The imac wasn’t a CHRP com­puter, but it was “darn close,” as Mac­world wrote in 1998. It used PC stan­dard RAM, USB, and had an Open­firmware ROM (mean­ing that, un­like older Macs that had ROM chips con­tain­ing com­plex, ma­chine-spe­cific in­struc­tion sets, the imac kept most of its hard­ware in­struc­tions in its main mem­ory). Ap­ple took all the work that went to­ward mak­ing generic Pow­erpc hard­ware, used what it wanted, dis­carded the rest (like the man­date that ev­ery CHRP com­puter fea­ture a PC par­al­lel port)—and made the most dis­tinc­tive Mac yet cre­ated.

FIGHT THE FU­TURE

From the per­spec­tive of 2018, the imac is his­tory, and his­tory is writ­ten by the vic­tors. But in 1998, the imac was con­tro­ver­sial, es­pe­cially among the sorts of ded­i­cated Mac users who sub­scribed to Mac­world. It ditched the floppy drive that had been on ev­ery sin­gle Mac to that date, as well as sev­eral ports—scsi, se­rial, and Adb—that had been on ba­si­cally ev­ery Mac since the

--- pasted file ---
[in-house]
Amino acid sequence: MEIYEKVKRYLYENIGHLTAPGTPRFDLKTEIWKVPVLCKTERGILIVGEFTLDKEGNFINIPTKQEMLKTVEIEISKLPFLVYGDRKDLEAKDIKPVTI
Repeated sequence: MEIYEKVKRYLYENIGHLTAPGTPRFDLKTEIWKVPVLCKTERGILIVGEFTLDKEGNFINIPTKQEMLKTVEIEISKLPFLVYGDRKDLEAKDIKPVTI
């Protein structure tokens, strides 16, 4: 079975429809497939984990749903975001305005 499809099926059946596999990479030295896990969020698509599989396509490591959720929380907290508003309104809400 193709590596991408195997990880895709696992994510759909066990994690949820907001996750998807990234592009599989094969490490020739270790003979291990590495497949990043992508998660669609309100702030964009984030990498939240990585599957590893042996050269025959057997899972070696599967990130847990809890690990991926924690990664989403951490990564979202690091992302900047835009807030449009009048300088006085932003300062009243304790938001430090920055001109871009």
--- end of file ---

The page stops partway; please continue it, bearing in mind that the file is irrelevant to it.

Mac SE. Imag­ine Ap­ple re­mov­ing the head­phone jack from the iphone 7, mul­ti­plied by four. Lit­er­ally ev­ery Mac ac­ces­sory ever made was no longer com­pat­i­ble with­out an adapter.

I also dug out the is­sue of Mac­world that fea­tured let­ters re­spond­ing to the re­lease of the imac, and that was re­ally en­ter­tain­ing. Here’s a sam­ple:

L. Good­man: I’m as­tounded by your de­fense of Ap­ple’s de­ci­sion not to in­clude a floppy drive with the imac.... I think the imac is a fab­u­lous-look­ing com­puter. It’s go­ing to wow a lot of

peo­ple. But a lot of po­ten­tial buy­ers will sadly give the ma­chine a pass when they dis­cover that Ap­ple skimped on a floppy drive and ex­pan­sion slots.

Mike Ke­merer: I like the imac’s de­sign and low price, but I’m con­cerned about its lack of a SCSI con­nec­tor.... How does Ap­ple ex­pect to sell home com­put­ers that can’t con­nect to all the equip­ment peo­ple have in­vested in.... I’ll stick with my old sys­tem.